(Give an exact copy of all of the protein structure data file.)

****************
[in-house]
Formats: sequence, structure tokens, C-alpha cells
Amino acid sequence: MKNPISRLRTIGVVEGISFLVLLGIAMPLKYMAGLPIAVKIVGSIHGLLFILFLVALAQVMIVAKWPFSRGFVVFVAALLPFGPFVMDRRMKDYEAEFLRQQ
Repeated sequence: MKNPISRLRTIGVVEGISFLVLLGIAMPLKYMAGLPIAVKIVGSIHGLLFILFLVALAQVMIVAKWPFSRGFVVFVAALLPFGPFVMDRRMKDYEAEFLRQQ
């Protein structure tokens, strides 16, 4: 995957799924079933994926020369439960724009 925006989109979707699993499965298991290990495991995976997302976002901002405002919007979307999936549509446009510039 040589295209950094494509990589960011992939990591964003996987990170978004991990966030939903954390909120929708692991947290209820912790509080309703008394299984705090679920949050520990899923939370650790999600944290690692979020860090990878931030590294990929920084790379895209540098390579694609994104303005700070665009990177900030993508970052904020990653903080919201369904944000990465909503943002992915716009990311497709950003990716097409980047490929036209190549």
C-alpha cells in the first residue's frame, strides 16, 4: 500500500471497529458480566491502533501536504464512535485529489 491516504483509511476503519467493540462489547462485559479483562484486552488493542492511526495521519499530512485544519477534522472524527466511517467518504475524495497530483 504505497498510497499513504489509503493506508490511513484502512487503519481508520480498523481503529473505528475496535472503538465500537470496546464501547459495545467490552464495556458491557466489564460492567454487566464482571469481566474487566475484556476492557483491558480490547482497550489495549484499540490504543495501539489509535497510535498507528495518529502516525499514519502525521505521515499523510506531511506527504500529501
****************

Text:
[in-house]
Formats: sequence, structure tokens, C-alpha cells
Amino acid sequence: MKNPISRLRTIGVVEGISFLVLLGIAMPLKYMAGLPIAVKIVGSIHGLLFILFLVALAQVMIVAKWPFSRGFVVFVAALLPFGPFVMDRRMKDYEAEFLRQQ
Repeated sequence: MKNPISRLRTIGVVEGISFLVLLGIAMPLKYMAGLPIAVKIVGSIHGLLFILFLVALAQVMIVAKWPFSRGFVVFVAALLPFGPFVMDRRMKDYEAEFLRQQ
């Protein structure tokens, strides 16, 4: 995957799924079933994926020369439960724009 925006989109979707699993499965298991290990495991995976997302976002901002405002919007979307999936549509446009510039 040589295209950094494509990589960011992939990591964003996987990170978004991990966030939903954390909120929708692991947290209820912790509080309703008394299984705090679920949050520990899923939370650790999600944290690692979020860090990878931030590294990929920084790379895209540098390579694609994104303005700070665009990177900030993508970052904020990653903080919201369904944000990465909503943002992915716009990311497709950003990716097409980047490929036209190549």
C-alpha cells in the first residue's frame, strides 16, 4: 500500500471497529458480566491502533501536504464512535485529489 491516504483509511476503519467493540462489547462485559479483562484486552488493542492511526495521519499530512485544519477534522472524527466511517467518504475524495497530483 504505497498510497499513504489509503493506508490511513484502512487503519481508520480498523481503529473505528475496535472503538465500537470496546464501547459495545467490552464495556458491557466489564460492567454487566464482571469481566474487566475484556476492557483491558480490547482497550489495549484499540490504543495501539489509535497510535498507528495518529502516525499514519502525521505521515499523510506531511506527504500529501